How key framers explained their authority to propose a new Constitution

A common argument against a convention for proposing amendments is that the 1787 Constitutional Convention delegates were a bunch of lawbreakers who disregarded their trust. From this, the critics deduce that the commissioners at an Article V convention might do so as well.

Note that the critics do not claim any of the other 41+ conventions of states and colonies exceeded their powers. (Most seem to have no knowledge of those conventions.) Instead, they place all their marbles on their belief about a single conclave held over 200 years ago.

But their belief is simply wrong. The charge that the Constitution’s framers exceeded their power is an old slander invented during the ratification debates by opponents of the Constitution. Modern scholarship has repeatedly shown it to be false: See here and here. Yet critics continue to repeat it, just as if it had never been rebutted.

Part of the “evidence” against the Framers is that they never claimed they had authority to propose a new form of government. This assertion demonstrates ignorance of the historical record. In fact, Framers repeatedly explained why they had that authority:

  • James Madison of Virginia, in Federalist No. 40, argued that the commissions issued by the states were the source of the delegates’ power—not a limiting resolution of the Confederation Congress. The commissions issued by all states except Massachusetts and New York granted authority to propose whatever was needed to render the political system “adequate for the exigencies of the union.”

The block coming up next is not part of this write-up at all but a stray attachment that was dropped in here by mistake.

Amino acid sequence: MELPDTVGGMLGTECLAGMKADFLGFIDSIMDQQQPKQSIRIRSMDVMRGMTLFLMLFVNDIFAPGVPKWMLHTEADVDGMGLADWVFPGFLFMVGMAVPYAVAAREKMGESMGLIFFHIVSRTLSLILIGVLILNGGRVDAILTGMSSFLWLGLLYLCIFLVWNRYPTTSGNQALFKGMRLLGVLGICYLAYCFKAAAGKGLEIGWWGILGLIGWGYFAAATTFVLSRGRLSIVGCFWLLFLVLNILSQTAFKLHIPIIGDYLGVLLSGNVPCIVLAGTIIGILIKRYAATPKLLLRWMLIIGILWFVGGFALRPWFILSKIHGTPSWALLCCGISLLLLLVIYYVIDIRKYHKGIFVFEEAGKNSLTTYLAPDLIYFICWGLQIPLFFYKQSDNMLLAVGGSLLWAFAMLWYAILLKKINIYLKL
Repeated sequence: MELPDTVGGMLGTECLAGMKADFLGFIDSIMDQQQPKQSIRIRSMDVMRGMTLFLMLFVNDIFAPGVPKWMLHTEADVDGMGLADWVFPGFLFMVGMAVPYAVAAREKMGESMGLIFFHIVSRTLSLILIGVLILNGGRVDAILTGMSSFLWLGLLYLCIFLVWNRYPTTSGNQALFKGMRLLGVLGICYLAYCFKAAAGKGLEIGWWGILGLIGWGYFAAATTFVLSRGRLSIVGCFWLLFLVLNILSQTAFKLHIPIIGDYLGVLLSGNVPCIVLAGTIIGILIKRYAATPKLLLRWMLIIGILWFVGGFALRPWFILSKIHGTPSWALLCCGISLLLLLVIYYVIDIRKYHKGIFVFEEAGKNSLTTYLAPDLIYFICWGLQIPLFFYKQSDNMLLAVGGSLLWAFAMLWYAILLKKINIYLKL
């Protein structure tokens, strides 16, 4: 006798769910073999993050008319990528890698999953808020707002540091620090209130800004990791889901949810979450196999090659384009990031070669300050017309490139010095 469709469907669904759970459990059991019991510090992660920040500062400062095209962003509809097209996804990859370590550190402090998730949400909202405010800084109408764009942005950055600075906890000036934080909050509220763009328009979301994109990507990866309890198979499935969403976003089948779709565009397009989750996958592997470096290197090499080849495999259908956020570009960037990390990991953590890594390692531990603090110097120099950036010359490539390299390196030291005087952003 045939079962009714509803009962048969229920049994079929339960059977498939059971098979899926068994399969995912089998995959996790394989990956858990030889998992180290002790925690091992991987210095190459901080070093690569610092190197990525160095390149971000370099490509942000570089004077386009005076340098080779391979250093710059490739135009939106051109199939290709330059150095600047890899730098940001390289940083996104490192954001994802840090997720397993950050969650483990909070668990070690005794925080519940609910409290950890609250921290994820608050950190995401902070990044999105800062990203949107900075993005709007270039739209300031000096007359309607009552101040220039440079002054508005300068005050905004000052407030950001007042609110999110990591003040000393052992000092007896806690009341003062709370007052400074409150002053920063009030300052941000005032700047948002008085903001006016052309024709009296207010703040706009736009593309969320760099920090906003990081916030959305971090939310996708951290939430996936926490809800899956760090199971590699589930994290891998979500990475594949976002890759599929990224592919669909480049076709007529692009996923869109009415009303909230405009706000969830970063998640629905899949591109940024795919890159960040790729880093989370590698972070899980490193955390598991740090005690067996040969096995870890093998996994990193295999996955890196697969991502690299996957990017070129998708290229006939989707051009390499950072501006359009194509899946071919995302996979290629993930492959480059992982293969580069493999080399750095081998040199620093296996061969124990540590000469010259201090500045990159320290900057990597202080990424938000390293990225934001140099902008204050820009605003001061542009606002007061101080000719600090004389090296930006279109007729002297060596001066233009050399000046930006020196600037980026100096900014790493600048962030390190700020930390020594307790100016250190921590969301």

• On June 16, 1787, according to Madison’s notes, James Wilson of Pennsylvania stated on the convention floor that “With regard to the power of the Convention, he conceived himself authorized to conclude nothing, but to be at liberty to propose any thing.”
  • On Jan. 17, 1788, Charles Cotesworth Pinckney of South Carolina addressed the issue in his state’s legislature, saying:

“[I]t had been alledged, that when there they exceeded their powers, he thought not; they had a right, he apprehended, to propose any thing which they imagined would strengthen the union, and be for the advantage of our country; but they did not pretend to a right to determine finally upon any thing—the present constitution is but a proposition which the people may reject….”

  • On July 24, 1788, William Davie of North Carolina addressed the “lack of authority” charge at the North Carolina ratification convention in this way:

“This objection has been industriously circulated, but I believe, on a candid examination, the prejudice on which this error is founded, will be done away. As I had the honour, Sir, to be a member of the Convention, it may be expected I would answer an objection personal in its nature, and which contains rather a reflection on our conduct, than an objection to the merits of the Constitution. After repeated and decisive proofs of the total inefficiency of our general government, the states deputed the Members of the Convention to revise and strengthen it: And permit me to call to your consideration, that whatever form of confederate government they might devise, or whatever powers they might propose to give this new government, no part of it was binding until the whole Constitution had received the solemn assent of the people. What was the object of our mission? ‘To decide upon the most effectual means of removing the defects of our federal union.’ This is a general, discretional authority to propose any alteration they thought proper or necessary.”

For additional information correcting the claim that the 1787 convention acted illegally, see here, here and here.